This is the badge of the National Asylum Workers Union which was founded in 1910, largely as a result of dissatisfaction with a new national pension scheme introduced for mental health workers the previous year.
The badge draws heavily on previous trade union iconography: the clasped hands of unity; the scales of justice; the lath bundle (a symbol of strength through unity); the wheatsheaf (a symbol of abundance); and the all seeing eye (a symbol of wisdom). The words cited are part of the slogan adopted by the union in 1910: “All for one and one for all: thou shalt love thy neighbour as thyself”.
The badge was a centre of a dispute at Bodmin Asylum in October 1918 when nurses were ordered to remove their union badges, they refused and five nurses were sacked. 34 more then walked out in solidarity and were also sacked until a total of 50 nurses were out. Within a week the male staff at the asylum also walked out in support. The management were forced to reinstate the sacked nurses and recognise the right of staff to wear the NAWU badge.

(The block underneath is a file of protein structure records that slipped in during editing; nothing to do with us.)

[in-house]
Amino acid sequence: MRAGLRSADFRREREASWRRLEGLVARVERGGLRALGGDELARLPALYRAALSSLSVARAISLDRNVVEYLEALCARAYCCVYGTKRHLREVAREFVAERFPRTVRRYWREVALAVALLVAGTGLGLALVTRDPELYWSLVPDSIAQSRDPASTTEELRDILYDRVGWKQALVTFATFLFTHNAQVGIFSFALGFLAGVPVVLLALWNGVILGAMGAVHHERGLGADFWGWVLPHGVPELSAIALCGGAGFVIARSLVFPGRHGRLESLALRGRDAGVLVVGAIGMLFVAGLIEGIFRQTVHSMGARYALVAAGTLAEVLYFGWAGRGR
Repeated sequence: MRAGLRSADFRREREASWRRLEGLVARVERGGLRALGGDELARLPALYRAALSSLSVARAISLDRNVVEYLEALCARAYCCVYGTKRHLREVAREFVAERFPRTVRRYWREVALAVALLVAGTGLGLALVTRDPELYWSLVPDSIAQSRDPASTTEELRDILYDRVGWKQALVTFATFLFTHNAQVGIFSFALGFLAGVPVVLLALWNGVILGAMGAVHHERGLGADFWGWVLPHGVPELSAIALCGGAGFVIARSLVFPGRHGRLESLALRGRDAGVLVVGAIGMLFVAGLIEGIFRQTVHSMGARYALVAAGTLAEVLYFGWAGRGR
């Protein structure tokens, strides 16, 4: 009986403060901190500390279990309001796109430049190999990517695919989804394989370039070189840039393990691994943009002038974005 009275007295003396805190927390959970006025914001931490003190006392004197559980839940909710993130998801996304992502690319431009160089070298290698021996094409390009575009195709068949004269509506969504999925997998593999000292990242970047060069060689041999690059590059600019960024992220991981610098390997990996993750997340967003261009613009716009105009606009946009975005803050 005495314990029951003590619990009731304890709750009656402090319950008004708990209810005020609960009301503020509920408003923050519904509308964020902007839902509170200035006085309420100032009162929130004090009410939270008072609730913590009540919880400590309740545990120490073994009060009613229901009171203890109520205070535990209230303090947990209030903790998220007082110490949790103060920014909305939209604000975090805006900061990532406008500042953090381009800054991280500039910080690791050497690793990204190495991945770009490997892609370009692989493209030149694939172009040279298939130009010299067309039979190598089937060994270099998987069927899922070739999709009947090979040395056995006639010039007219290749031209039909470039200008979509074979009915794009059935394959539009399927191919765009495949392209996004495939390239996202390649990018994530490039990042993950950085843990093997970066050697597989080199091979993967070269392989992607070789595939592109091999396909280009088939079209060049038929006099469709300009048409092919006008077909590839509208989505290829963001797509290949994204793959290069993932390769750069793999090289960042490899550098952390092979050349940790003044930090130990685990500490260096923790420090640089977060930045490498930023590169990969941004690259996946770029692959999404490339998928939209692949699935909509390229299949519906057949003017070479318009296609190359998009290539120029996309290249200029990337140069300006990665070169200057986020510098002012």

In 1930 the NAWU became the Mental Hospital and Institutional Workers Union.